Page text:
Tuesday, May 27, 2008

An Iraqi point of view.

7 comments:

Leo said...

Interesting...no doubt that America cannot rebuild Iraq as we simply do not have the resources without depleting our own.

I agree with her on the sins of America during the 80's and the shameful withdrawal of support to the Shia's.

Not so sure that America is to blame for the problems in Iraq as related to electricity et.al billions of American dollars and much terrorist action beg to differ .

I think too that it is too easy to say that America is stealing their oil. The little oil that makes it out of Iraq after terrorist actions seems a drop in the bucket but perhaps I'm mistaken.

Yet America is not set up to be an occupier and a nation builder history does beg to differ with Mr. Bush but he is to stubborn to get it.

Anyway it was good to hear her perspective.

dmarks said...

Iraq would have been rebuilt, electricity perfectly reliable, and the country getting rich on exports (not to mention US soldiers long gone) if no Iraqis woke up in the morning and said "Gee, I wonder how many civilians (Shiite/Sunni/friends of Americans/fill in the blank_____) I can kill today?"

Andrew said...

Yup. I do wonder why we did not anticipate the ethnic conflict, as it was predicted by most with knowledge of Iraq.
I believe it was naive of Bush to think that after the Sunnies killed 10,000 Shia under Saddam, that the Shia would not take an opportunity for retribution. There would have been no "opportunity" if we had gone in with enough people to stabalize the situation (300,000,like Shinseki said. To assume that we would be greated as "liberators" and everything would be hunky dory is not just ignorant but negligent.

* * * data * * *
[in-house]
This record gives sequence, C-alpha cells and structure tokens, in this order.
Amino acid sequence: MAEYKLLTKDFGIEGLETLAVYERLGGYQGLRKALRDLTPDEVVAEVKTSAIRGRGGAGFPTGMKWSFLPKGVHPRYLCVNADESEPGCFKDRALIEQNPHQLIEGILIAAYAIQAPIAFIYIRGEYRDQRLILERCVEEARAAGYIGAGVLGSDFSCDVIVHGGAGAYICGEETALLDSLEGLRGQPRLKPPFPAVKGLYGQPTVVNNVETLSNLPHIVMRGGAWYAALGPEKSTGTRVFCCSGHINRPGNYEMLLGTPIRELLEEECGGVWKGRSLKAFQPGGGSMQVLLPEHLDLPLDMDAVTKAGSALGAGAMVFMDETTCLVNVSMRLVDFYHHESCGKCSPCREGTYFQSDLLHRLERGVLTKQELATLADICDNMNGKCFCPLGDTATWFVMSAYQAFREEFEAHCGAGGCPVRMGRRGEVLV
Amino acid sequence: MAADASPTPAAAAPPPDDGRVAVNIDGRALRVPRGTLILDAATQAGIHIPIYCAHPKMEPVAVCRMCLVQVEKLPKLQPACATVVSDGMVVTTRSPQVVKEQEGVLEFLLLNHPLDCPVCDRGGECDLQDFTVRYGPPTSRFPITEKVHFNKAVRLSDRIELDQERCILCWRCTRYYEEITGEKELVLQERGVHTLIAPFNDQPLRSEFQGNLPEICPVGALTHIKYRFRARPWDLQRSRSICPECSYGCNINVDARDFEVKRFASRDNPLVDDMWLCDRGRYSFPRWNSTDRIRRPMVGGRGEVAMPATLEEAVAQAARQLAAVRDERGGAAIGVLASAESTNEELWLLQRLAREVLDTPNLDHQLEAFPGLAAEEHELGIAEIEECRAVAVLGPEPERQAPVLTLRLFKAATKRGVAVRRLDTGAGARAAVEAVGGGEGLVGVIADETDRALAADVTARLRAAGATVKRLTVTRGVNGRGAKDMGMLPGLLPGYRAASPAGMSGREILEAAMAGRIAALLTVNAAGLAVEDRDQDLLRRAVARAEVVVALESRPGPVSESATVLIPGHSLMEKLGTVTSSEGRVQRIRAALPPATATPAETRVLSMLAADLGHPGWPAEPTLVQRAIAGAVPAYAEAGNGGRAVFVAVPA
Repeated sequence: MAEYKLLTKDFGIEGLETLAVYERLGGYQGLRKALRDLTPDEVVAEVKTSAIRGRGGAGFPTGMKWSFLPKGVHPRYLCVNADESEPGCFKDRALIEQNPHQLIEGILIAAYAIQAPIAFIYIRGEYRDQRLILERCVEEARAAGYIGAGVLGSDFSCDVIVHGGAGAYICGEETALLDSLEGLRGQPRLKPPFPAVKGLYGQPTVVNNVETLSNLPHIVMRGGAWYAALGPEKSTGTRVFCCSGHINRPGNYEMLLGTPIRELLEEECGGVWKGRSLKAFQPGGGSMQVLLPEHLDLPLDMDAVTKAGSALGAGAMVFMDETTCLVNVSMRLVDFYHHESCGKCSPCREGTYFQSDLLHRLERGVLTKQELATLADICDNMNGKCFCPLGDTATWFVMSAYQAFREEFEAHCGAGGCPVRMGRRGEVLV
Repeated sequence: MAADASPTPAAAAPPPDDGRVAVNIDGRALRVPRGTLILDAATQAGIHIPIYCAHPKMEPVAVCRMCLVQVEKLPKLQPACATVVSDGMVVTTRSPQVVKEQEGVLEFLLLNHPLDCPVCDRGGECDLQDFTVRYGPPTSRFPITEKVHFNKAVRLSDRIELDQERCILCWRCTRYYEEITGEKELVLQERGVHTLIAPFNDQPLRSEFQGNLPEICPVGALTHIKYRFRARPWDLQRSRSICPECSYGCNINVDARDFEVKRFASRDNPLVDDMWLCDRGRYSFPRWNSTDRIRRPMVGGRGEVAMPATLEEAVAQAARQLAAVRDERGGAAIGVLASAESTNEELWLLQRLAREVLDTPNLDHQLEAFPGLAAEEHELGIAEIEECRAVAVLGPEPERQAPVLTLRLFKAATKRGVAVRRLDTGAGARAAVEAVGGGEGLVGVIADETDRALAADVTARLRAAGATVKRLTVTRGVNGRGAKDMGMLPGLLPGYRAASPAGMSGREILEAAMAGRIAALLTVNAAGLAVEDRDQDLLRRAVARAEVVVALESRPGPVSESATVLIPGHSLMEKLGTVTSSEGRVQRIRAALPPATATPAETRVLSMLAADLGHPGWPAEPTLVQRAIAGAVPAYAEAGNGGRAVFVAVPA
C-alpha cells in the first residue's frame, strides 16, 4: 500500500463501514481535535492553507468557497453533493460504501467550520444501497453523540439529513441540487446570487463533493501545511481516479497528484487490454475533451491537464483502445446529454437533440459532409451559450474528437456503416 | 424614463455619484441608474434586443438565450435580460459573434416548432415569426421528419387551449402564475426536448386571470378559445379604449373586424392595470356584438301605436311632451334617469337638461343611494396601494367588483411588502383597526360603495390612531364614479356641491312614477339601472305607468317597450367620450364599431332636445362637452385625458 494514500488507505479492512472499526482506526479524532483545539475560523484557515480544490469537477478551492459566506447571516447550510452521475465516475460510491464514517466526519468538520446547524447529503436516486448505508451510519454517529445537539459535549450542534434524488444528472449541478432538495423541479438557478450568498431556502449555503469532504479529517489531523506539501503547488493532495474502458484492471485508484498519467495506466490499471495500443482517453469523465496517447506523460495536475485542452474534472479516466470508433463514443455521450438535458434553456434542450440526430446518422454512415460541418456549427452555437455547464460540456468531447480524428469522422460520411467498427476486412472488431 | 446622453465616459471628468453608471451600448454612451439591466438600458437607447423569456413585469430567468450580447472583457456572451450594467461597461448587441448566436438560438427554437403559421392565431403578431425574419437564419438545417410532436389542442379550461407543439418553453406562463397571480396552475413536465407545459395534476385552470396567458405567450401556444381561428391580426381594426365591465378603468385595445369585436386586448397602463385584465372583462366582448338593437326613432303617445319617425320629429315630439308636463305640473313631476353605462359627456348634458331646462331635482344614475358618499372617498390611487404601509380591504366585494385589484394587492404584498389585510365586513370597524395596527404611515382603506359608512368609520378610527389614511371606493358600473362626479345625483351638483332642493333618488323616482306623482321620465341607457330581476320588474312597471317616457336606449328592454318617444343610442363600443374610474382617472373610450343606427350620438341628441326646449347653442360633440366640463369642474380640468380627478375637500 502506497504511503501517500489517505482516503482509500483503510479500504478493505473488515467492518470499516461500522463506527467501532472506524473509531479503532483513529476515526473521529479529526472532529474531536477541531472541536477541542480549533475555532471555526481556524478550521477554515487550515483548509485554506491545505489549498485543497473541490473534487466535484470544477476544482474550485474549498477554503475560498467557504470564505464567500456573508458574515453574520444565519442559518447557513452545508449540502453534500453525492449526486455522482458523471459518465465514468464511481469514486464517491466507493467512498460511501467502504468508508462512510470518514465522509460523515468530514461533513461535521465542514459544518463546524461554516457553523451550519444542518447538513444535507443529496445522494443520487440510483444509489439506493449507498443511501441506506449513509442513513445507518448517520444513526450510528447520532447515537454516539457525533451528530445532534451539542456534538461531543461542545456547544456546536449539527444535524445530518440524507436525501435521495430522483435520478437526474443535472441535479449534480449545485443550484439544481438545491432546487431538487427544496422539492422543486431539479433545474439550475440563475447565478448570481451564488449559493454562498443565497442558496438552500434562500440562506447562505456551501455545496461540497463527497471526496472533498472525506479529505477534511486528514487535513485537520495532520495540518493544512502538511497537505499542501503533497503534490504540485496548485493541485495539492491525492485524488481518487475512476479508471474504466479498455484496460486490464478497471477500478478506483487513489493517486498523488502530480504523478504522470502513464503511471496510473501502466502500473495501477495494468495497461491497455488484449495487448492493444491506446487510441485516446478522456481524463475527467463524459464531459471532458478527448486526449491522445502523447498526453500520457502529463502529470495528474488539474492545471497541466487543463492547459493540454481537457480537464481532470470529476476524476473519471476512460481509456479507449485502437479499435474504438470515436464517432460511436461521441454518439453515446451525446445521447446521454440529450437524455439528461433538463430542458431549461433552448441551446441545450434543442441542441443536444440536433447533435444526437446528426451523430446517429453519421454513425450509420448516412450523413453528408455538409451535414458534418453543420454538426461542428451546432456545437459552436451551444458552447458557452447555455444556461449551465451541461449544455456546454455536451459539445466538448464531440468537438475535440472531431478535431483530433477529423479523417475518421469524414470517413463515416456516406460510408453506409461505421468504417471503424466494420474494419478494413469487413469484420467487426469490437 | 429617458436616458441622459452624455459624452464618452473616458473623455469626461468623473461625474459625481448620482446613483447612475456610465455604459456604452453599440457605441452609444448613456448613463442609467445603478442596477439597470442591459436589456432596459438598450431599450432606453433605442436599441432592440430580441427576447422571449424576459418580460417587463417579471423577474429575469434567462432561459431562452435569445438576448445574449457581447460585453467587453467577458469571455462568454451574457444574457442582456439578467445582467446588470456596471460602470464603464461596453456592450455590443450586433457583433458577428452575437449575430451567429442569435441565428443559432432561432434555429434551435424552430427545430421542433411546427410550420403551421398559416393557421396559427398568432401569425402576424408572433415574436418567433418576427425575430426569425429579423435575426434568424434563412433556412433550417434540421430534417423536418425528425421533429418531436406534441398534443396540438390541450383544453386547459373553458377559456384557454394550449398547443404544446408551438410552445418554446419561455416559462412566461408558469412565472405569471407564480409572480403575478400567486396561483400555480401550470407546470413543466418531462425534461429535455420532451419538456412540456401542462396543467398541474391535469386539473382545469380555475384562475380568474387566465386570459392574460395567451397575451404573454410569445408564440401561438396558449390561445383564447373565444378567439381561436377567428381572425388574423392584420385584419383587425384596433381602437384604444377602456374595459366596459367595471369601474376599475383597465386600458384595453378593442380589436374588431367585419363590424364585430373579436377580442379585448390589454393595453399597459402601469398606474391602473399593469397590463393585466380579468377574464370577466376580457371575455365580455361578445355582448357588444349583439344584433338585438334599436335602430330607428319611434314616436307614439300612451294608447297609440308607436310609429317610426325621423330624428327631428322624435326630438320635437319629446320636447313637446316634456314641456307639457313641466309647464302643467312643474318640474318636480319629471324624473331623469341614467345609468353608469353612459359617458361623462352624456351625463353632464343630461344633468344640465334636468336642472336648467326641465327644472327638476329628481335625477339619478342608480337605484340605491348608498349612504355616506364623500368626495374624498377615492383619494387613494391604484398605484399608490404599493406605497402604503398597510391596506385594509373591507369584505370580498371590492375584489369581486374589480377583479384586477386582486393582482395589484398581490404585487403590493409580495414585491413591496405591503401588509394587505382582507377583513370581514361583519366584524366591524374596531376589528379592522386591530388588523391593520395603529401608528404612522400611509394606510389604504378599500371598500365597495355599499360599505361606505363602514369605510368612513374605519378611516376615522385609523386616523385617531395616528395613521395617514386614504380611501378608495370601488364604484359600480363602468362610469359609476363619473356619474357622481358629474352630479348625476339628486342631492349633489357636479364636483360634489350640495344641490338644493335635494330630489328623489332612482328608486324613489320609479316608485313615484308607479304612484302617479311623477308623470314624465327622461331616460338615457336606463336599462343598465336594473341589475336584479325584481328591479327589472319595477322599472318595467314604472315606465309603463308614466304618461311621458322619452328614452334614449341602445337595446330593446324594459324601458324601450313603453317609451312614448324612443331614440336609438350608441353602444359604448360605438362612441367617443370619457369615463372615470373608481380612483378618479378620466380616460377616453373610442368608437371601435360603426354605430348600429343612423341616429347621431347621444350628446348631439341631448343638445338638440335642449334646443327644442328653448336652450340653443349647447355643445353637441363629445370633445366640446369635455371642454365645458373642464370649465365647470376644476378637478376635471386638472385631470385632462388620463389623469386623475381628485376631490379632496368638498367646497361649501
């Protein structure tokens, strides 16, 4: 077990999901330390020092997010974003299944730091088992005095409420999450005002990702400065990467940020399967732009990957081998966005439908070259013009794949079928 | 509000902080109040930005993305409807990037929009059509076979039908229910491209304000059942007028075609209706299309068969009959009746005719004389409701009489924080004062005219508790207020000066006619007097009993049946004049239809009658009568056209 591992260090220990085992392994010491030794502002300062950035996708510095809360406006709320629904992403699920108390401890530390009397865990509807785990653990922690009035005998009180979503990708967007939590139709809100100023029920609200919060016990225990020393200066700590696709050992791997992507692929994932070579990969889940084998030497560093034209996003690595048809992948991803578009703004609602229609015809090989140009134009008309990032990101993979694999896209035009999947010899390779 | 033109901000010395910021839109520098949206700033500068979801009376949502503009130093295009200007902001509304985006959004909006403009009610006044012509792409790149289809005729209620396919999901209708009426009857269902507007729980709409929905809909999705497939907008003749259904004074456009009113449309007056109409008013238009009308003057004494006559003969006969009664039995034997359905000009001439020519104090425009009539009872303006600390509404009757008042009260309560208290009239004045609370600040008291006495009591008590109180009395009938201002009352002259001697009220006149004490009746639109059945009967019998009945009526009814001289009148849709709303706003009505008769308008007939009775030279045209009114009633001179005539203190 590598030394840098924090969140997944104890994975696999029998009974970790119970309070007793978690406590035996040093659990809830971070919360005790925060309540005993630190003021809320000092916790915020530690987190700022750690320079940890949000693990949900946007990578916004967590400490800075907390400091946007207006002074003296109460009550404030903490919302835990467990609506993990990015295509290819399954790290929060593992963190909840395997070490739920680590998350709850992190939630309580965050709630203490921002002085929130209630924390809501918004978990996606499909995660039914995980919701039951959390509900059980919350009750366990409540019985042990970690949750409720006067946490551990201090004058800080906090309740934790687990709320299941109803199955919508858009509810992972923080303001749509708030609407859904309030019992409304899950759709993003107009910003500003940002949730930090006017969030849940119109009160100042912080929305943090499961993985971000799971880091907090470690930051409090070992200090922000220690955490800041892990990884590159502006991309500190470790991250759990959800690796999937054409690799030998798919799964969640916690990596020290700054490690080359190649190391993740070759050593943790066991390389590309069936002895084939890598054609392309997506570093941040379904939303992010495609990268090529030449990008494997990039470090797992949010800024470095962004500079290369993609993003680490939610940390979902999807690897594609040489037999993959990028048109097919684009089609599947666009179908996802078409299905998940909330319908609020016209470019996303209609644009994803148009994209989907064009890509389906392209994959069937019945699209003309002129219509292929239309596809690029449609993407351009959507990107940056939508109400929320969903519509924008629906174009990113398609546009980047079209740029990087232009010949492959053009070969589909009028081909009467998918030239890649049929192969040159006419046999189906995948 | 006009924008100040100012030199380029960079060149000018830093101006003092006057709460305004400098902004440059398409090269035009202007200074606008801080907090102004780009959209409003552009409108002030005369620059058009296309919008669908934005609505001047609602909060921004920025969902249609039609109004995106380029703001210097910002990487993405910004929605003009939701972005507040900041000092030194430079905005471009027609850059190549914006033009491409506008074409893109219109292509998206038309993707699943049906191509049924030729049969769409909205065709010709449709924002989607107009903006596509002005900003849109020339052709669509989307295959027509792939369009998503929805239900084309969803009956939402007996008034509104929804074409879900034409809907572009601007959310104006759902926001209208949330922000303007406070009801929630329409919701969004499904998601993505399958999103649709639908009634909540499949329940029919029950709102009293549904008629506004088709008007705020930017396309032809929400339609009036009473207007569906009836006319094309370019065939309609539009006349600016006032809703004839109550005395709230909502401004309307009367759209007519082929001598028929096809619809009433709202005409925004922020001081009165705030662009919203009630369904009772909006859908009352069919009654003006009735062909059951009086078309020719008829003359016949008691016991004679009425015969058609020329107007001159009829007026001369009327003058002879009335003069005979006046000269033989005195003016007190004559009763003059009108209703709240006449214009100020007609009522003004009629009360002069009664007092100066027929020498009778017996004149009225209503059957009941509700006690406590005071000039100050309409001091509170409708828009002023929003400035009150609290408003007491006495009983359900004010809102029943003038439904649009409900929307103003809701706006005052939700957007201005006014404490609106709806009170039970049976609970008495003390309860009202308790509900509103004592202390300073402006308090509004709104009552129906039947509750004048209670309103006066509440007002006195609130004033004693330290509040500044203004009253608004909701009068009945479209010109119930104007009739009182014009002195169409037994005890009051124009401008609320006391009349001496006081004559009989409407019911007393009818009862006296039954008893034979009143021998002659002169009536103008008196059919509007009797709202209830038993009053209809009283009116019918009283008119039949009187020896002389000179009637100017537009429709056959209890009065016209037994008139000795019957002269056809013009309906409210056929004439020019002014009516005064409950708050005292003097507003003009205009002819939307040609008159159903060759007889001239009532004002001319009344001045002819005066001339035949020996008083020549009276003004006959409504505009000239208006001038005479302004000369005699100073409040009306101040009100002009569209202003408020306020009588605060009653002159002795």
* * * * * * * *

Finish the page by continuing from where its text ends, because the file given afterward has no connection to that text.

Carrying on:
Bush ran on personal accountability in 2000. He did not even know that there were Shia and Sunnie sects of Islam until after we were already in Iraq. I say he and the Rumsfelds, Pearls, and Cheney's need to be held "personally accountable" for their 1 trillion dollar blunder. Just allowing Bush to retire to the ranch to chop wood will not be acceptable to me. Clinton was held accountable when he made a personal mistake that did not cost me a dime. Now Bush should be held to the same standard.

dmarks said...

Andrew, there have been other situations besides Iraq where totalitarian socialist governments fan flames of ethnic hatred. It might be interesting to see what happens once the jackboot of socialism is lifted and so-called "payback time" happens.

In the former Yugoslavia, all hell broke loose. The former USSR? Well, there is Chechnya. But on the other hand there are a lot of other tensions in places like the Baltic republics (tensions between natives and Russian settlers) and ethnic groups pushed, prodded, shuffled, crushed, and boosted all over the former USSR. Relatively, there has been little violence.

Clinton's mistakes were not personal, especially the one he got a conviction on. The US court system is not someone's personal space.

dmarks said...

@leo "Yet America is not set up to be an occupier and a nation builder history does beg to differ with Mr. Bush but he is to stubborn to get it."

Actually, look at Japan after WW2. About as long as the occupation of Iraq is by now. Another very anti-Western country. Yet, it was successfully rebuilt.

(I do not typically use the term "nation building" for already existing nations like Iraq, Japan, and Afghanistan.).